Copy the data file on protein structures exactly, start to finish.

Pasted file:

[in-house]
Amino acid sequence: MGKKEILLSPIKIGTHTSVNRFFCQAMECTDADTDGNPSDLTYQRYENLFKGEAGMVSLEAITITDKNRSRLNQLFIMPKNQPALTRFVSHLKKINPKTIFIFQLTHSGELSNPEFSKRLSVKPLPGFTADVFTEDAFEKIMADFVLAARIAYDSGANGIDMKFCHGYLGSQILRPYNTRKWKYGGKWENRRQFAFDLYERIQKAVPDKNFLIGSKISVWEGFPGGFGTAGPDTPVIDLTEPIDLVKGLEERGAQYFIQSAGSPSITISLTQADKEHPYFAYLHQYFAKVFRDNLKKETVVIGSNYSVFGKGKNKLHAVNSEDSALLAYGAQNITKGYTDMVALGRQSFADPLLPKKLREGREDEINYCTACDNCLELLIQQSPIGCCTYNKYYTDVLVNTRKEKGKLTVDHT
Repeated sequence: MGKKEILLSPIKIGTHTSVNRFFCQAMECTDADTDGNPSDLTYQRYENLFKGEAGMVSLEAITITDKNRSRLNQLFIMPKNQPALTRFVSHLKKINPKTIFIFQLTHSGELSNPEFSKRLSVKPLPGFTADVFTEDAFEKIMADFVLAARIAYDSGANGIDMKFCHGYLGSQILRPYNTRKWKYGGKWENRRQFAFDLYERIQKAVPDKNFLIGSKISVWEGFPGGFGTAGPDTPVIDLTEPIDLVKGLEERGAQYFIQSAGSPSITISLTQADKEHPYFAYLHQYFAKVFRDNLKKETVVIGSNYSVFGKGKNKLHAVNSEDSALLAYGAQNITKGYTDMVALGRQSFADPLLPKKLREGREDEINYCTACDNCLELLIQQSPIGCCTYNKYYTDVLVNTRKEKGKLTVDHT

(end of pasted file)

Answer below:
[in-house]
Amino acid sequence: MGKKEILLSPIKIGTHTSVNRFFCQAMECTDADTDGNPSDLTYQRYENLFKGEAGMVSLEAITITDKNRSRLNQLFIMPKNQPALTRFVSHLKKINPKTIFIFQLTHSGELSNPEFSKRLSVKPLPGFTADVFTEDAFEKIMADFVLAARIAYDSGANGIDMKFCHGYLGSQILRPYNTRKWKYGGKWENRRQFAFDLYERIQKAVPDKNFLIGSKISVWEGFPGGFGTAGPDTPVIDLTEPIDLVKGLEERGAQYFIQSAGSPSITISLTQADKEHPYFAYLHQYFAKVFRDNLKKETVVIGSNYSVFGKGKNKLHAVNSEDSALLAYGAQNITKGYTDMVALGRQSFADPLLPKKLREGREDEINYCTACDNCLELLIQQSPIGCCTYNKYYTDVLVNTRKEKGKLTVDHT
Repeated sequence: MGKKEILLSPIKIGTHTSVNRFFCQAMECTDADTDGNPSDLTYQRYENLFKGEAGMVSLEAITITDKNRSRLNQLFIMPKNQPALTRFVSHLKKINPKTIFIFQLTHSGELSNPEFSKRLSVKPLPGFTADVFTEDAFEKIMADFVLAARIAYDSGANGIDMKFCHGYLGSQILRPYNTRKWKYGGKWENRRQFAFDLYERIQKAVPDKNFLIGSKISVWEGFPGGFGTAGPDTPVIDLTEPIDLVKGLEERGAQYFIQSAGSPSITISLTQADKEHPYFAYLHQYFAKVFRDNLKKETVVIGSNYSVFGKGKNKLHAVNSEDSALLAYGAQNITKGYTDMVALGRQSFADPLLPKKLREGREDEINYCTACDNCLELLIQQSPIGCCTYNKYYTDVLVNTRKEKGKLTVDHT